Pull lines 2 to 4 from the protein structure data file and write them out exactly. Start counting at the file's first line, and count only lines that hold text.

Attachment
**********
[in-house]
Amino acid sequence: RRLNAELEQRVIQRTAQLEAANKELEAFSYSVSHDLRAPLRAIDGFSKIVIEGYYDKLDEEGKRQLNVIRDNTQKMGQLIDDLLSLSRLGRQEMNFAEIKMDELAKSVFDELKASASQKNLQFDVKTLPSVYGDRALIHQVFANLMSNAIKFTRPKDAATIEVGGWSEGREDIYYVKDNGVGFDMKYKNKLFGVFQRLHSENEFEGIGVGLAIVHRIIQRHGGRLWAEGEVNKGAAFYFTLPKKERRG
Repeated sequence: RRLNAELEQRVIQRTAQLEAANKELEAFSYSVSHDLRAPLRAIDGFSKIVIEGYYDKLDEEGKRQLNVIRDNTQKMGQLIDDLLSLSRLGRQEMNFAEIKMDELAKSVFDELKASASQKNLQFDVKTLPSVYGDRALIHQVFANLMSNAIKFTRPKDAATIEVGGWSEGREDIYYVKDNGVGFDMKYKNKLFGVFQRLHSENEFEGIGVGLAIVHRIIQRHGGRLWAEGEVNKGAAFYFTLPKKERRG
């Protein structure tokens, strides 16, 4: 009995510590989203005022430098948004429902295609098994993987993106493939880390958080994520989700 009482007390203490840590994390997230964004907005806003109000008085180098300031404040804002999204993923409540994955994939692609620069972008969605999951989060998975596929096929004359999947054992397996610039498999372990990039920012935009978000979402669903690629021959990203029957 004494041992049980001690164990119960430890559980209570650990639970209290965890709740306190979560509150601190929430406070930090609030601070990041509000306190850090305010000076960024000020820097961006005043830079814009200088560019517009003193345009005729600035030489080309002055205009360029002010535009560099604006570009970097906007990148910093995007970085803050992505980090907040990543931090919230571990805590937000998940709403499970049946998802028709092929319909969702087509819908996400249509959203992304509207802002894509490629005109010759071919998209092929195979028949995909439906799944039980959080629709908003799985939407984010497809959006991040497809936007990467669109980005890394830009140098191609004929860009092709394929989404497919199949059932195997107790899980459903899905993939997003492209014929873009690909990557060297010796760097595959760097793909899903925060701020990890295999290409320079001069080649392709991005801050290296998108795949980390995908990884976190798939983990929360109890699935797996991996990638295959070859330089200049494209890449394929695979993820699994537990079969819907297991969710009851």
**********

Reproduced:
Amino acid sequence: RRLNAELEQRVIQRTAQLEAANKELEAFSYSVSHDLRAPLRAIDGFSKIVIEGYYDKLDEEGKRQLNVIRDNTQKMGQLIDDLLSLSRLGRQEMNFAEIKMDELAKSVFDELKASASQKNLQFDVKTLPSVYGDRALIHQVFANLMSNAIKFTRPKDAATIEVGGWSEGREDIYYVKDNGVGFDMKYKNKLFGVFQRLHSENEFEGIGVGLAIVHRIIQRHGGRLWAEGEVNKGAAFYFTLPKKERRG
Repeated sequence: RRLNAELEQRVIQRTAQLEAANKELEAFSYSVSHDLRAPLRAIDGFSKIVIEGYYDKLDEEGKRQLNVIRDNTQKMGQLIDDLLSLSRLGRQEMNFAEIKMDELAKSVFDELKASASQKNLQFDVKTLPSVYGDRALIHQVFANLMSNAIKFTRPKDAATIEVGGWSEGREDIYYVKDNGVGFDMKYKNKLFGVFQRLHSENEFEGIGVGLAIVHRIIQRHGGRLWAEGEVNKGAAFYFTLPKKERRG
């Protein structure tokens, strides 16, 4: 009995510590989203005022430098948004429902295609098994993987993106493939880390958080994520989700 009482007390203490840590994390997230964004907005806003109000008085180098300031404040804002999204993923409540994955994939692609620069972008969605999951989060998975596929096929004359999947054992397996610039498999372990990039920012935009978000979402669903690629021959990203029957 004494041992049980001690164990119960430890559980209570650990639970209290965890709740306190979560509150601190929430406070930090609030601070990041509000306190850090305010000076960024000020820097961006005043830079814009200088560019517009003193345009005729600035030489080309002055205009360029002010535009560099604006570009970097906007990148910093995007970085803050992505980090907040990543931090919230571990805590937000998940709403499970049946998802028709092929319909969702087509819908996400249509959203992304509207802002894509490629005109010759071919998209092929195979028949995909439906799944039980959080629709908003799985939407984010497809959006991040497809936007990467669109980005890394830009140098191609004929860009092709394929989404497919199949059932195997107790899980459903899905993939997003492209014929873009690909990557060297010796760097595959760097793909899903925060701020990890295999290409320079001069080649392709991005801050290296998108795949980390995908990884976190798939983990929360109890699935797996991996990638295959070859330089200049494209890449394929695979993820699994537990079969819907297991969710009851």